Prime Minister Hun Sen has asked demining NGOs to clarify their claims that most landmines or unexploded ordnances are degraded or damaged in order to avoid misleading information.
Speaking at a closing ceremony of the National Mine Action Conference yesterday, Mr Hun Sen said that such a claim will confuse Cambodian people and put their lives at risks.
“I am not sure how the claim is made that all landmines in Cambodia are degraded. If there is such a claim, I would like to ask for correction or explanation,” he said.
He said that the government made great effort to prevent people and children from being injured and killed by landmines and UXOs.
He said that all plots of land had to be cleared of land mines before being distributed to people.
Mr Hun Sen’s reaction came as Heng Ratana, director-general of the Cambodia Mine Action Centre, posted a message on his Facebook page on Wednesday responding to some unnamed NGOs which claimed that most UXOs have already degraded.
“I am very sick of a few demining NGOs by expatriates in the Kingdom that keep saying most landmines and UXOs have already degraded,” Mr Ratana said.
Mr Ratana said that the claim was made by NGOs during the National Mine Action conference on Wednesday, but he refused to disclose the names of the NGOs.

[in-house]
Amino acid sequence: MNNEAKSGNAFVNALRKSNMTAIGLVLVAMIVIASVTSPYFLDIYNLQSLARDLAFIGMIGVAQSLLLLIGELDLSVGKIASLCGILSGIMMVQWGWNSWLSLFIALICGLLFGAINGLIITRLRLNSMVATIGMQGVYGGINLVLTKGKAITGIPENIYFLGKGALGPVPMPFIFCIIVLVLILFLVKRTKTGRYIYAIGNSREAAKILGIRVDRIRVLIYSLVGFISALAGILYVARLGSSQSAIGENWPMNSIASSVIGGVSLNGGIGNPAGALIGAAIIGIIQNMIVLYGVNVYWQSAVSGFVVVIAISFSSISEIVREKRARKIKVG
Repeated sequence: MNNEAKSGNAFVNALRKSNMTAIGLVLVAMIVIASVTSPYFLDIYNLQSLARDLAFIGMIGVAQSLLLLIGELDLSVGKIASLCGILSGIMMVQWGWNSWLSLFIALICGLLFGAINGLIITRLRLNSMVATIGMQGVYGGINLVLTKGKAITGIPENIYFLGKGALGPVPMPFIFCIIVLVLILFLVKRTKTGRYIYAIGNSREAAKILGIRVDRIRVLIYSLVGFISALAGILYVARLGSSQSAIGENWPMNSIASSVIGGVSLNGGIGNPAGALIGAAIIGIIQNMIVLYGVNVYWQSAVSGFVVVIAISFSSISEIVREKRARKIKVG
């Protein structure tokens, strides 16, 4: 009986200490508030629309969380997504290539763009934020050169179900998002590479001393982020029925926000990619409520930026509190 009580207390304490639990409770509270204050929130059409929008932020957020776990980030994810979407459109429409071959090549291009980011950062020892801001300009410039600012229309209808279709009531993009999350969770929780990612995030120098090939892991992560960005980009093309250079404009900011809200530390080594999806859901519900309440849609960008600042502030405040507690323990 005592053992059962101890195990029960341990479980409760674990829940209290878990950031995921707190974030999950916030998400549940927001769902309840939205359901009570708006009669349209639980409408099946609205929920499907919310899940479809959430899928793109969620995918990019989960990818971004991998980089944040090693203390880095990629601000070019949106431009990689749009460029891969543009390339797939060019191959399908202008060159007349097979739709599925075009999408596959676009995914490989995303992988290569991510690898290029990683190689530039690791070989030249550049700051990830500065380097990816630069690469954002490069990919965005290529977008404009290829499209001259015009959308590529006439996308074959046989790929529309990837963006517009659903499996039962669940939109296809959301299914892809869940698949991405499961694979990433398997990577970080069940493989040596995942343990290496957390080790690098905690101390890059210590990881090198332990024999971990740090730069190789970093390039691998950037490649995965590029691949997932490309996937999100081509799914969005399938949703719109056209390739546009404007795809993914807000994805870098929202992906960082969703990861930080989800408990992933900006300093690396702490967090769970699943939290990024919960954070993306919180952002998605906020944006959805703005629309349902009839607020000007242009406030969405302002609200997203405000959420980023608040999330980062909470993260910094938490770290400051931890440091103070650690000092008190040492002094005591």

Demining operators in Cambodia include the Royal Cambodia Armed Forces, CMAC, Halo Trust, MAG, Norwegian People’s Aid and Cambodia Self Help Demining.
“If most landmines or UXOs were already degraded or damaged, why do they need to operate in this Kingdom?” he asked. “Why in 2017, there were two or three different cases of accidents involving four or five deminers [wounded or killed] during their operations?”
“Why do Cambodian people continue to be wounded and killed by these devices?” Mr Ratana added.
Mr Hun Sen also challenged the unnamed demining NGOs to visit the areas strewn with landmines and UXOs if they were degraded or damaged.
“This claim will make Cambodian people not be precautious while we announce and release all measures to erect signs of danger at mine sites,” Mr Hun Sen said, noting that UXOs and landmines will not be degraded despite being buried underground for decades.
After 25 years of demining, Cambodia has cleared 1,036,376 anti-personnel mines, 24,251 anti-tank mines, and 2,660,638 items of explosive remnants of war.
The number of mine and ERW casualties has been brought down from 4,320 per year in 1996 to an annual average of around 100 per year over the last five years. The Cambodian Mine Action and Victim Assistance Authority estimates that 2,000 square kilometres of land remains to be cleared.
Prum Sophakmonkol, secretary-general of CMAA, said on Wednesday that if donors are unable to raise enough money, the goal to make Cambodia mine-free by 2025 could just be out of reach.
He added that over the past 25 years, the government had allocated $160 million, while the international community had raised a total of $473 million to support Cambodia’s demining efforts.
He said that in order to fulfil the 2015-2018 work schedule, it has been projected that CMAA will need $406 million to fund their operations while the organization is facing reduced funding, inaccurate surveyors and guidelines not being followed.